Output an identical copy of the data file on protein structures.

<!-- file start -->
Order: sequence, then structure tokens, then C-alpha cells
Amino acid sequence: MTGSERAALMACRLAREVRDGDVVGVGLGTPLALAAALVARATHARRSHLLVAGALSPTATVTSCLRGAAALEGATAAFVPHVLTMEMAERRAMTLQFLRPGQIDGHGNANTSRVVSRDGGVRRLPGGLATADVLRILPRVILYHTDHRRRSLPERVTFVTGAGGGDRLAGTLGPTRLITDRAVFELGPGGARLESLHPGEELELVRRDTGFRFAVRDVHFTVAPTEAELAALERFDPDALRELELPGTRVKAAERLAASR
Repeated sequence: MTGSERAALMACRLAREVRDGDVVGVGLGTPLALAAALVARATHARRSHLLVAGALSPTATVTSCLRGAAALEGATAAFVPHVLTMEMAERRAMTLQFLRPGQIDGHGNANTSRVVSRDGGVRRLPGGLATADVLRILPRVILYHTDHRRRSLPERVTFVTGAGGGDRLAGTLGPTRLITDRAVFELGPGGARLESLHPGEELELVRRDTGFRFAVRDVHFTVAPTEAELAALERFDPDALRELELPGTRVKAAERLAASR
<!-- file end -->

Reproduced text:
Order: sequence, then structure tokens, then C-alpha cells
Amino acid sequence: MTGSERAALMACRLAREVRDGDVVGVGLGTPLALAAALVARATHARRSHLLVAGALSPTATVTSCLRGAAALEGATAAFVPHVLTMEMAERRAMTLQFLRPGQIDGHGNANTSRVVSRDGGVRRLPGGLATADVLRILPRVILYHTDHRRRSLPERVTFVTGAGGGDRLAGTLGPTRLITDRAVFELGPGGARLESLHPGEELELVRRDTGFRFAVRDVHFTVAPTEAELAALERFDPDALRELELPGTRVKAAERLAASR
Repeated sequence: MTGSERAALMACRLAREVRDGDVVGVGLGTPLALAAALVARATHARRSHLLVAGALSPTATVTSCLRGAAALEGATAAFVPHVLTMEMAERRAMTLQFLRPGQIDGHGNANTSRVVSRDGGVRRLPGGLATADVLRILPRVILYHTDHRRRSLPERVTFVTGAGGGDRLAGTLGPTRLITDRAVFELGPGGARLESLHPGEELELVRRDTGFRFAVRDVHFTVAPTEAELAALERFDPDALRELELPGTRVKAAERLAASR